When Dianne Feinstein called Jerry Brown last week to say she’d firmly decided not to seek the Democratic nomination for governor, his first reaction was disappointment: He was kind of hoping she would run, Brown said, so he didn’t have to.
Brown’s only-half-kidding quip in the private conversation, recounted in the Orange County Register, reflected the daunting pair of political challenges he will face as his party’s nominee in the general election: Even as 2010 shapes up as the most treacherous political landscape for Democrats in a generation, Brown knows he’ll be matched against a super-rich Republican foe, equipped for the task of trashing him on statewide TV with tens of millions of dollars of his or her own fortune.
A surprise to no one, Senator Feinstein’s public demurrer of candidacy for the governorship was nonetheless long awaited by political insiders, not least of all Attorney General Brown, who’d withheld his own announcement pending a clear signal from her. His path is now clear for a walkover victory in the Democratic primary. It’s a dead certainty that in the general election, however, Brown will be easily outspent by an order of magnitude, by either Republican frontrunner Meg Whitman or her chief rival, Insurance Commissioner Steve Poizner, in a campaign framed by expensive broadcast advertising.
Brown is sitting on a $13-million campaign fund he’s raised while pursuing a Zen strategy of running for governor by not running. However, that’s a pittance compared to what either Whitman — who’s already contributed nearly $20 million to her primary effort — or Poizner — who’s written himself a down-payment, $15-million check — can afford without the drudgery of day-in, day-out campaign fundraising.
Add to this the fact that a strong anti-Democrat, anti-incumbent wave is building across the nation, according to a host of independent polls, and the political calculus looks much more problematic for Brown than it did even six months ago.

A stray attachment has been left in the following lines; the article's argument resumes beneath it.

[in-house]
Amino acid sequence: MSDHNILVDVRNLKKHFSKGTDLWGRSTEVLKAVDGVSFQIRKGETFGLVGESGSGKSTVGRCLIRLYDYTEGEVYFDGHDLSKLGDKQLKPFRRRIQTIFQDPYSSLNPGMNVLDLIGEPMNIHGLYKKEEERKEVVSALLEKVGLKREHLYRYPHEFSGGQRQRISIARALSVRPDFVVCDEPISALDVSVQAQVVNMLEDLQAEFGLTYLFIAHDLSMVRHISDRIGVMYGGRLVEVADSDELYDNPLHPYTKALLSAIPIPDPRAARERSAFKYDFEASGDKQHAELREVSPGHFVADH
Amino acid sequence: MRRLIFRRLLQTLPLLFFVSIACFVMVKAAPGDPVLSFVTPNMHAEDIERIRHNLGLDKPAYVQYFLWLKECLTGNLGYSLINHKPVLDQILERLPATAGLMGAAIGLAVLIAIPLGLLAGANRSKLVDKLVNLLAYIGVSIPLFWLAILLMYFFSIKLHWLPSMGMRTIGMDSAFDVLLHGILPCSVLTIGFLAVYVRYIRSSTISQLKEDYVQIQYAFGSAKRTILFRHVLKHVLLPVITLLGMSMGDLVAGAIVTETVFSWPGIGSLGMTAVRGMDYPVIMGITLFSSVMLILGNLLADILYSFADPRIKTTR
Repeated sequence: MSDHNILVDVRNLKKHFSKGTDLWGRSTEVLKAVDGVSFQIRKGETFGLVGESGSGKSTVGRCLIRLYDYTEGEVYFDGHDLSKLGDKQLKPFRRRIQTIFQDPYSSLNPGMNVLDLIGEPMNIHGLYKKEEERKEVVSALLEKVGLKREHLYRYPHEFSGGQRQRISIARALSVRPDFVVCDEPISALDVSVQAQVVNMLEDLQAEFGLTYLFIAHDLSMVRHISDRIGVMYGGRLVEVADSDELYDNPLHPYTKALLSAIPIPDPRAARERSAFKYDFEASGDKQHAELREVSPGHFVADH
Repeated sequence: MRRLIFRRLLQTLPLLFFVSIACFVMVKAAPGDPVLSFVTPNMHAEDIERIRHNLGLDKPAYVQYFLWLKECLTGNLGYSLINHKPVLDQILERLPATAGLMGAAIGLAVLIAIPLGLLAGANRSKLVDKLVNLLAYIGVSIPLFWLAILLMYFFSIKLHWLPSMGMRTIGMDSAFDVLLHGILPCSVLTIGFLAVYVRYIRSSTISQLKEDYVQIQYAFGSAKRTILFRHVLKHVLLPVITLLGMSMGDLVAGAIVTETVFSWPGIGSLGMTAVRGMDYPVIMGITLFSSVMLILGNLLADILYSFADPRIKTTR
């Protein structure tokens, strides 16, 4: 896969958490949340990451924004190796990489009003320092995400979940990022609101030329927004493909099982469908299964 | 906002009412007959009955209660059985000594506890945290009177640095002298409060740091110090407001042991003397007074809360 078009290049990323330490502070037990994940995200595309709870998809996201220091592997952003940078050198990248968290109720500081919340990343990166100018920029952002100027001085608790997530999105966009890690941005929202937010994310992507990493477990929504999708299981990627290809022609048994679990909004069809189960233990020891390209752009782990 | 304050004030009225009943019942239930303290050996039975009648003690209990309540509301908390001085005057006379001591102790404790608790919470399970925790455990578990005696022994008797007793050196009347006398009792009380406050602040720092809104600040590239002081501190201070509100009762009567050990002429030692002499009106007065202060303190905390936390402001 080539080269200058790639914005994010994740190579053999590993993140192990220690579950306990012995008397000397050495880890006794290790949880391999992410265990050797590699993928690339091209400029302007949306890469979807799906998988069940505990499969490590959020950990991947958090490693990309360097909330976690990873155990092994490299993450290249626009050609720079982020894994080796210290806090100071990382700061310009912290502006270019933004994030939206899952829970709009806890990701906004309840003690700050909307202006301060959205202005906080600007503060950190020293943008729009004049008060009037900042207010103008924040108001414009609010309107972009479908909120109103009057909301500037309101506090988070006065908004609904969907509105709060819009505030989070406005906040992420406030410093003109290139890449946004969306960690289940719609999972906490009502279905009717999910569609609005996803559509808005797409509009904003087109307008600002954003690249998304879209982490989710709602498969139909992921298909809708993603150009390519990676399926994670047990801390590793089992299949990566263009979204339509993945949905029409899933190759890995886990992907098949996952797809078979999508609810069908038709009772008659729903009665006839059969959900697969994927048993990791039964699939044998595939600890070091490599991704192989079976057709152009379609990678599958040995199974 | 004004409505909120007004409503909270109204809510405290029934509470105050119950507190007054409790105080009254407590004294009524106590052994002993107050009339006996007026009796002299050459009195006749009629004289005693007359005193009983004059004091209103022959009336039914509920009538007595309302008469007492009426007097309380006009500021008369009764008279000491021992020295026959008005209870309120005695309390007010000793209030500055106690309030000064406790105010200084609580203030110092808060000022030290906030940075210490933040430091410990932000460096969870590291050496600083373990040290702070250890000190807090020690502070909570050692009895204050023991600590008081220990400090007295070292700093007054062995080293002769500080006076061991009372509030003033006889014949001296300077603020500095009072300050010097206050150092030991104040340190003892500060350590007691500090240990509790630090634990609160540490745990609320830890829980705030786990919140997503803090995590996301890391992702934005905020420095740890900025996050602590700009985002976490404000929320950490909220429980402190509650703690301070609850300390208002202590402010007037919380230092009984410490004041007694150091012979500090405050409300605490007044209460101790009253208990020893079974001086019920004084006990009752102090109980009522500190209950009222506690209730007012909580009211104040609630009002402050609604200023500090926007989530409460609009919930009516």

Independence Day: With Brown restricted by contribution limits on outside donors, which don’t apply to candidates kicking in their own money, two so-called independent expenditure committees have sprung up in recent days to aid his cause.
The “IEs,” as they’re known, are third-party operations that are legally permitted to raise unlimited cash to use on behalf of candidates. But they’re prohibited from consulting with the contenders on how they intend to use the money, or on other strategy issues. As a political matter, the purpose of an IE is less to win an election than to put the opponent of a favored candidate on the defensive, with aggressive attacks.
The more visible group so far is called Level the Playing Field, which is run by some top California consultants, who are not working for Brown’s campaign, on behalf of several Democratic labor and interest groups. They quickly have put up two radio ads, including one called “Kaaa-ching,” a 60-second spot attacking Whitman for lavish corporate pay and perks when she was CEO of eBay. “There shouldn’t be a ‘Buy It Now’ button on the California governor’s office,” the ad concludes.
Both Level the Playing Field and the second group, called California Working Families, have said they will raise $20 million for their efforts, an ambitious, if not delusional, financial goal.
Despite questions about the IEs’ fundraising, Whitman’s campaign seized on the specter of union attacks, in a bid to now clear the Republican primary field as well. Former governor Pete Wilson, her campaign chairperson, issued a statement calling on Poizner to quit the race in the interest of “party unity.”
Poizner’s communications director had a rather pointed response: “I’ve read about dictators who try to stop free elections, but I never thought I’d see someone try that strategy in California. Steve Poizner favors freedoms that make America great, like freedom of the press and the right to vote, so we’re going to go ahead and have an election where the voters get to choose their nominee.”
Why didn’t you go with the pink polo shirt? In an amusing clash over campaign optics, both Whitman and Poizner showed up in Fontana during the weekend, to work the huge crowd at two big NASCAR races. Amid her effort to court blue-collar conservatives, Whitman drew the ire of the NASCAR fashion police by waving the green flag at Saturday’s race wearing a Burberry raincoat. Poizner arrived the next day in a slightly more appropriate blue windbreaker, emblazoned with a California YMCA logo.
There were no injuries.